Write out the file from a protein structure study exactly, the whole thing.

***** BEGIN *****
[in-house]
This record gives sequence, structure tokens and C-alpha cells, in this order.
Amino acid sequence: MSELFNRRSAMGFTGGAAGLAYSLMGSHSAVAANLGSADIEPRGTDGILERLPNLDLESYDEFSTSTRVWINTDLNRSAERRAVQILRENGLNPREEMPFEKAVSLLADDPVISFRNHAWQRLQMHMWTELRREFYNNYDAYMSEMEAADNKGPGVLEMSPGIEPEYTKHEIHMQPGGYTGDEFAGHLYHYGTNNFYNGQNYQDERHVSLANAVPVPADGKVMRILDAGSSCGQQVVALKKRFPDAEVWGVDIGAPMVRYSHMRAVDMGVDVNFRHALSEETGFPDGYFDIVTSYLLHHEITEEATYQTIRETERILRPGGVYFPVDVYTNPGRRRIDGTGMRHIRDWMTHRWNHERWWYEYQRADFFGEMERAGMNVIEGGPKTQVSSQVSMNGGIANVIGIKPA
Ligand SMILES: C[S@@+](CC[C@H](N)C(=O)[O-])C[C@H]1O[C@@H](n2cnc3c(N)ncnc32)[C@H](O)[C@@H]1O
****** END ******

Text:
[in-house]
This record gives sequence, structure tokens and C-alpha cells, in this order.
Amino acid sequence: MSELFNRRSAMGFTGGAAGLAYSLMGSHSAVAANLGSADIEPRGTDGILERLPNLDLESYDEFSTSTRVWINTDLNRSAERRAVQILRENGLNPREEMPFEKAVSLLADDPVISFRNHAWQRLQMHMWTELRREFYNNYDAYMSEMEAADNKGPGVLEMSPGIEPEYTKHEIHMQPGGYTGDEFAGHLYHYGTNNFYNGQNYQDERHVSLANAVPVPADGKVMRILDAGSSCGQQVVALKKRFPDAEVWGVDIGAPMVRYSHMRAVDMGVDVNFRHALSEETGFPDGYFDIVTSYLLHHEITEEATYQTIRETERILRPGGVYFPVDVYTNPGRRRIDGTGMRHIRDWMTHRWNHERWWYEYQRADFFGEMERAGMNVIEGGPKTQVSSQVSMNGGIANVIGIKPA
Ligand SMILES: C[S@@+](CC[C@H](N)C(=O)[O-])C[C@H]1O[C@@H](n2cnc3c(N)ncnc32)[C@H](O)[C@@H]1O